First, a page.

Last week, the company announced that it planned to reformulate and remove potentially harmful ingredients from most of its cosmetic products and toiletries over the next three years. It is already on course to remove harmful chemicals from its baby products.
To convey the message, the healthcare giant, which makes a range of personal care products including baby shampoo, sunscreens and anti-wrinkle creams, has launched a new 'safety and care commitment' website to reassure consumers. The site also chronicles its ingredient policies as well as its research, safety and sustainability processes.
“We are not planning anything beyond the website currently but will definitely be looking at improving visibility for our transparency efforts in the future,” said Anil Nayak, the company’s communications director for APAC in an emailed response to Campaign Asia-Pacific.
He added that it would be a global initiative. The website is currently available in English and Chinese.
J&J is no stranger to this kind of controversy. In the 1980s, the company withdrew one of its most trusted brands, Tylenol tablets, after it was discovered that some the capsules contained doses of poison. Similar product recalls have taken place for 30 such J&J brands starting in 2009, including some well-knows non-prescription drugs.
The question is whether a mere announcement on a website is enough to tackle a potential public relations calamity.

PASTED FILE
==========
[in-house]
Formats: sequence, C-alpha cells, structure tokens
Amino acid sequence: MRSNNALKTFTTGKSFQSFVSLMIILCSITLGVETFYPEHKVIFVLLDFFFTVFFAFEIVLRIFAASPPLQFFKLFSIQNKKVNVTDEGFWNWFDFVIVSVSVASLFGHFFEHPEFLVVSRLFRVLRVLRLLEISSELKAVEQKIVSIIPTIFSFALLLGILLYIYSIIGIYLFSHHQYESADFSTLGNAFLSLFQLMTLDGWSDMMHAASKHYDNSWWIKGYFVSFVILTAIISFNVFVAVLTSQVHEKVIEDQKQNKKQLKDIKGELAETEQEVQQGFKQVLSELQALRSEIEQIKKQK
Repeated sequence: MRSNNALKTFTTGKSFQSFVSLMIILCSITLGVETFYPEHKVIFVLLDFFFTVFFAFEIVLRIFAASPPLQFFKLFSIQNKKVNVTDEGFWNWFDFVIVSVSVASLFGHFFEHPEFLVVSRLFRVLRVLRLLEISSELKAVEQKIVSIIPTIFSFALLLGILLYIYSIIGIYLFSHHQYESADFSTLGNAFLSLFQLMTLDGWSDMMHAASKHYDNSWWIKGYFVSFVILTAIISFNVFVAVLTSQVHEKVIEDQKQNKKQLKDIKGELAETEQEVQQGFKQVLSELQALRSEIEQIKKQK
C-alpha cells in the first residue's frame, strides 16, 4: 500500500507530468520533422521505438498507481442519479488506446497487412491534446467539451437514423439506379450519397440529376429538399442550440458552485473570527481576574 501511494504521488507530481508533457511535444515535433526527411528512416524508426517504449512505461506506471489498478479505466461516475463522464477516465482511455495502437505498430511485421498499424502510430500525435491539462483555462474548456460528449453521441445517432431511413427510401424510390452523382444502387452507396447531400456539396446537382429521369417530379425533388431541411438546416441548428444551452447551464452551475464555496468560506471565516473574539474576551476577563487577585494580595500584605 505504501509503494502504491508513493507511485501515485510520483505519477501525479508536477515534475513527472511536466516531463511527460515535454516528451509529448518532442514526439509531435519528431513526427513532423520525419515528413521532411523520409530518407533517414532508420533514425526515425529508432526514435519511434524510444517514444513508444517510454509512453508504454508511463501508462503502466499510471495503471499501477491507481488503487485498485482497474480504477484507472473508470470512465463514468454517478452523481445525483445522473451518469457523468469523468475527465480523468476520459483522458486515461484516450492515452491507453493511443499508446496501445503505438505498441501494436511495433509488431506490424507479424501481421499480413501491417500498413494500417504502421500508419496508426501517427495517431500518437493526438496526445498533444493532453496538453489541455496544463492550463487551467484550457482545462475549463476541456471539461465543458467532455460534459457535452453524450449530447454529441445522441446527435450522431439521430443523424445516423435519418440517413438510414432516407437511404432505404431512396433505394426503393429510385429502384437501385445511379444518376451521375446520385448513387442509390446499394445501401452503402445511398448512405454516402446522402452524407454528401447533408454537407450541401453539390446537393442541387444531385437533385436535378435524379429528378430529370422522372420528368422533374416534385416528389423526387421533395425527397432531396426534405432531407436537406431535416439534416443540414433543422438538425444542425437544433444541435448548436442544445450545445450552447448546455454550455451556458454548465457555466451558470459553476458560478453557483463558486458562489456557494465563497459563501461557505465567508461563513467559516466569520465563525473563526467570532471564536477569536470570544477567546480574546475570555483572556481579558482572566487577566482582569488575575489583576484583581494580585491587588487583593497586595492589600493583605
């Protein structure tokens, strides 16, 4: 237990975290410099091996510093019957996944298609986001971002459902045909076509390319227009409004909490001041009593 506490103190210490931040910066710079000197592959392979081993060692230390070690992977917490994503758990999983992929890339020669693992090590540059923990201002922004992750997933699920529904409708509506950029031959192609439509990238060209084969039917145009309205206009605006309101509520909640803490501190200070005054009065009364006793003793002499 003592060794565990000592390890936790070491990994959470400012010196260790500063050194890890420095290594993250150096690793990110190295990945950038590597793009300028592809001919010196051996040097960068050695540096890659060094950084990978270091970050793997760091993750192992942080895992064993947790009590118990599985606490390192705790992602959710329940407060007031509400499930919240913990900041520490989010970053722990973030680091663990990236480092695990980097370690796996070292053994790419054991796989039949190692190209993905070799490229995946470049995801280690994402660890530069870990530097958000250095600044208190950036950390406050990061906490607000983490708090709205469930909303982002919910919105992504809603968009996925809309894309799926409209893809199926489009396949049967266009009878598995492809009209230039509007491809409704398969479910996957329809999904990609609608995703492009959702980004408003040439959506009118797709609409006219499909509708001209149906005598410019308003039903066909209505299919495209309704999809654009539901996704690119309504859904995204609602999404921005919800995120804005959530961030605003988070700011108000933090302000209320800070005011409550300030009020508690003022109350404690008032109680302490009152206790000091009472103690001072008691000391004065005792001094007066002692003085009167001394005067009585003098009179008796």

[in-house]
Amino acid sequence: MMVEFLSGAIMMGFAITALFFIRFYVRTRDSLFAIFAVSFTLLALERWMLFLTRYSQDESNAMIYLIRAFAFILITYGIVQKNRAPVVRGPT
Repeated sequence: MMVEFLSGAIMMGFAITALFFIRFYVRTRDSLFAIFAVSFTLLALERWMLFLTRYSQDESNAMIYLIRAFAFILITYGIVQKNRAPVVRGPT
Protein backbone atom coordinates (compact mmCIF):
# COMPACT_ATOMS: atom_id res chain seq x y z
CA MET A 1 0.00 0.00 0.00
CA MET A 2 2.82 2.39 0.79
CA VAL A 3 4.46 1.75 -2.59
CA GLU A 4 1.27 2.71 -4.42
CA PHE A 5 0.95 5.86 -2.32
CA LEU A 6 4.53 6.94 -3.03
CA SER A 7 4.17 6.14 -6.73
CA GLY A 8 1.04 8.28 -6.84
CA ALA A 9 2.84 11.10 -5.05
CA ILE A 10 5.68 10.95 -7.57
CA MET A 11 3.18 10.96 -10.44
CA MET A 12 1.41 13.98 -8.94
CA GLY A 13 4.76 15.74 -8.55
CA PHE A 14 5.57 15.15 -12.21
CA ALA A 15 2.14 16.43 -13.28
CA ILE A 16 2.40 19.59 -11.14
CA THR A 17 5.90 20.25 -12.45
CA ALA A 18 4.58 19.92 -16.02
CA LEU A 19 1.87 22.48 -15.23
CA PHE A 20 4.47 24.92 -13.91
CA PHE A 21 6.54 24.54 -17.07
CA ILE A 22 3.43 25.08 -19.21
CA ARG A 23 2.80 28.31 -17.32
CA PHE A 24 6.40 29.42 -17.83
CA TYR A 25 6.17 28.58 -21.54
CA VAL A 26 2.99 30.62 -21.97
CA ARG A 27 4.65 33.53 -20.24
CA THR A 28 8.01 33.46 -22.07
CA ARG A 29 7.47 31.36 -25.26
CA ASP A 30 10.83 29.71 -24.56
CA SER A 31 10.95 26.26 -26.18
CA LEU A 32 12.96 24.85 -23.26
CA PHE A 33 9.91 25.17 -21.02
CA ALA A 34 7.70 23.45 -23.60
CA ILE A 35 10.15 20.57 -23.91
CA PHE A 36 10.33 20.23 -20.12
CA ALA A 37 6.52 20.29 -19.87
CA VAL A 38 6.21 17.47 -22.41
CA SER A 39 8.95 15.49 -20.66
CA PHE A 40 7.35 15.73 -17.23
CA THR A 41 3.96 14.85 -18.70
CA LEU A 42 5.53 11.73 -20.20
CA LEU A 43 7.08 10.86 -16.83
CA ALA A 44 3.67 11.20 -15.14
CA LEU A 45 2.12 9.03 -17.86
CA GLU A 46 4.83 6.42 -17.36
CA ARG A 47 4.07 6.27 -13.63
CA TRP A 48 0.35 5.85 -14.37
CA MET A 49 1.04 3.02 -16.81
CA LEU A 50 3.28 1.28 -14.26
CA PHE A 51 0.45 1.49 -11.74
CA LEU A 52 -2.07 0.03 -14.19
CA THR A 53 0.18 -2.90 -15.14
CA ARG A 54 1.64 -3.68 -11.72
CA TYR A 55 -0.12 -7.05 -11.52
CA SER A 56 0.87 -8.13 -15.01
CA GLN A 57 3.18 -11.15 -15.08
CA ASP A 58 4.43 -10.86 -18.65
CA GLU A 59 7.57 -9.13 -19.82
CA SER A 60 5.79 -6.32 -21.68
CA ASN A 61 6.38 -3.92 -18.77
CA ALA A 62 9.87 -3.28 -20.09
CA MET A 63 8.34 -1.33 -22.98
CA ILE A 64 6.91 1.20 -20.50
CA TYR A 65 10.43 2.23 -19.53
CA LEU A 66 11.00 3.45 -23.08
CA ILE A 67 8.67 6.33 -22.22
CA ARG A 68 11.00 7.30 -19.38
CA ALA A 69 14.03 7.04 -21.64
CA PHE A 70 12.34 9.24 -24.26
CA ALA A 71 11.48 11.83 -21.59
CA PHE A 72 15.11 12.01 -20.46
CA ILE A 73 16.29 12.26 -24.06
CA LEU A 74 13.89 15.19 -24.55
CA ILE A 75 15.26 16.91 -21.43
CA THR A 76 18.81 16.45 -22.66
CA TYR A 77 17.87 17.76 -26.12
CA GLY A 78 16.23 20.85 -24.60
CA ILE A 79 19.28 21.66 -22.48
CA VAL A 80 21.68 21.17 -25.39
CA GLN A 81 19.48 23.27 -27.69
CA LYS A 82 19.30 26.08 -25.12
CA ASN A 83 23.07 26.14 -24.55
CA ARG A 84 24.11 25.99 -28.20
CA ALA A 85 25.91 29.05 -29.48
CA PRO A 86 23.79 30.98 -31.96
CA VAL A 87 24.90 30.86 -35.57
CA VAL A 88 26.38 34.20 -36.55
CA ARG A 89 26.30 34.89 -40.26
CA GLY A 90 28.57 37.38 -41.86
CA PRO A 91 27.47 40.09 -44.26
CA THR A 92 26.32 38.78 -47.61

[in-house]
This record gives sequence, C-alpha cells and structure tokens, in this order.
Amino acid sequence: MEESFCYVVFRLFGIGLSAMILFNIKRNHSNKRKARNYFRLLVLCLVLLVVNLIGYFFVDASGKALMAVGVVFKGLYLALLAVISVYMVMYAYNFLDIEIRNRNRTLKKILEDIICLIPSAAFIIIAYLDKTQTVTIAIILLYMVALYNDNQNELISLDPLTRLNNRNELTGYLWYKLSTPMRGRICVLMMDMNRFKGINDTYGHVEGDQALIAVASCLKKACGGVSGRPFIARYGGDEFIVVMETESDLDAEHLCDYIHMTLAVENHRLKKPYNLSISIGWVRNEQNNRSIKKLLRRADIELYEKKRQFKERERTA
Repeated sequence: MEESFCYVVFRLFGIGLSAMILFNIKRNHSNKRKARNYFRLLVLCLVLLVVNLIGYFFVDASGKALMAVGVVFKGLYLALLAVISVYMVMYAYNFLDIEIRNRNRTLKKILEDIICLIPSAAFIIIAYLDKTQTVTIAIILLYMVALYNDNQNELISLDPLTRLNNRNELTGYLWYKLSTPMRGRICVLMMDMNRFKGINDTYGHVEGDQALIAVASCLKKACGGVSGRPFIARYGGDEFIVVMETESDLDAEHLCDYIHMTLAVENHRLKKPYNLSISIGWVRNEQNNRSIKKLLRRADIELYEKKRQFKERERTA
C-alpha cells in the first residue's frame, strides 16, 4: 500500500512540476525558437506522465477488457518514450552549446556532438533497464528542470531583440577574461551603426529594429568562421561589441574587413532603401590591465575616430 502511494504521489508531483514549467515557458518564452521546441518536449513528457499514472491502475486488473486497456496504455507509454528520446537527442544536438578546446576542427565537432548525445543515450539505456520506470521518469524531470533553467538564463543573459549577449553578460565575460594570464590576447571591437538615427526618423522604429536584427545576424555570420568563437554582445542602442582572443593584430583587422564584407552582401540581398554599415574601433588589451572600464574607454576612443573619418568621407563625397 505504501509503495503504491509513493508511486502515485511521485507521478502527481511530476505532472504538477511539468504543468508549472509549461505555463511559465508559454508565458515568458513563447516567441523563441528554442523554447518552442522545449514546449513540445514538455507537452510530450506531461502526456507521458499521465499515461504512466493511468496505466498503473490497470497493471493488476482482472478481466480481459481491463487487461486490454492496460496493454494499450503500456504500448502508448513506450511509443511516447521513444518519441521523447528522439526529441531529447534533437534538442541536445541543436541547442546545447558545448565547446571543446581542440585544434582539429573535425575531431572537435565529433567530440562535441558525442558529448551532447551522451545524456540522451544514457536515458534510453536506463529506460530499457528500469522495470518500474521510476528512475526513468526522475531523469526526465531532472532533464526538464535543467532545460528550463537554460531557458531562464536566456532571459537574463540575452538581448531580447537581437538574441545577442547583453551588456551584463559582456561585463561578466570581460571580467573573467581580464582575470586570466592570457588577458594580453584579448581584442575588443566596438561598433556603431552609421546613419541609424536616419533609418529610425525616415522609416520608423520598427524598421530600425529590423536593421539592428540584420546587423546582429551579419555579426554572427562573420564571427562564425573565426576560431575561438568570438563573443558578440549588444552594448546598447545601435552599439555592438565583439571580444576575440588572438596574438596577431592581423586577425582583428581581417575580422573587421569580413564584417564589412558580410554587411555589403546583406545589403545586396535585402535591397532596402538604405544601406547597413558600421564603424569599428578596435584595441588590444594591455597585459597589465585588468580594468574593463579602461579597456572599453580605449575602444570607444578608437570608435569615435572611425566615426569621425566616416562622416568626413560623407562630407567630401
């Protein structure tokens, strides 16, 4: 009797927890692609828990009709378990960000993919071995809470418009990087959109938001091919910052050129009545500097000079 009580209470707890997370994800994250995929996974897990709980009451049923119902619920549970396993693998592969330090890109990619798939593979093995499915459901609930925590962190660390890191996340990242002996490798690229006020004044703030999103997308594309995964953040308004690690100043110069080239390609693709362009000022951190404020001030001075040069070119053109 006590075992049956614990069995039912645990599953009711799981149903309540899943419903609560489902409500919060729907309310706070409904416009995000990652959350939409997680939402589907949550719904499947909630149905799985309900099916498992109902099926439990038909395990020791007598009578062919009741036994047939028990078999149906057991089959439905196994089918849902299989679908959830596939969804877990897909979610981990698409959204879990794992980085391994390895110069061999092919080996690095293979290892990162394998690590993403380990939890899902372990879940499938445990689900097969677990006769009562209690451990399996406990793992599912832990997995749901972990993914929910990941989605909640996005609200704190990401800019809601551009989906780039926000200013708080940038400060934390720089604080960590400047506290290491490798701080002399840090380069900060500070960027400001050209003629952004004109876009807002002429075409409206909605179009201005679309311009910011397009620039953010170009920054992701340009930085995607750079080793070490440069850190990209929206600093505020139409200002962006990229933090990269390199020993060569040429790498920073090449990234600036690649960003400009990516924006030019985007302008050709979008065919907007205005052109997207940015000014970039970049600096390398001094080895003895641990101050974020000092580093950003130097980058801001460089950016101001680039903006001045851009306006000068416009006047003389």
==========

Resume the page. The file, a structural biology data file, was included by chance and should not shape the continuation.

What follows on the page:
Brand experts certainly seem to think it is. “J&J has an excellent record on sustainability," said Leslie Pascaud, Added Value’s director of sustainable marketing and innovation. "While there is clearly a branding opportunity, I think that putting on their website is a great way to start. As you know, over-promoting this kind of thing can backfire and J&J is now primarily known for its baby products.“
Graham Hitchmough, Brand Union’s regional director for ASEAN, also commended the move. “The fact that J&J have launched this latest initiative online without a 'big splash' communications effort adds credibility, as the content and integrity of the message is not compromised,” he said.
Hitchmough predicted that in due course, the company will seek ways to leverage the commitment more directly for greater competitive advantage, either by finding a way to carry it on packaging and communications or using it as a platform for building dialogue with customers through social media and other channels.
That aside, the company’s official Facebook page makes a mention of the latest initiative with a link to its new website stating: “The Johnson & Johnson Family of Consumer Companies has launched a new initiative – Our Safety and Care Commitment— to increase our level of transparency with you, our valued customers.”
Consumer reaction has been mixed. While a handful commended the company’s plan, there were others who questioned the three-year waiting period. “But you’re taking three years to remove toxic and cancer-causing chemicals from your products? Unacceptable,” said one commenter.
Another consumer said: “thank you for being responsible, but why did it ever get to this?”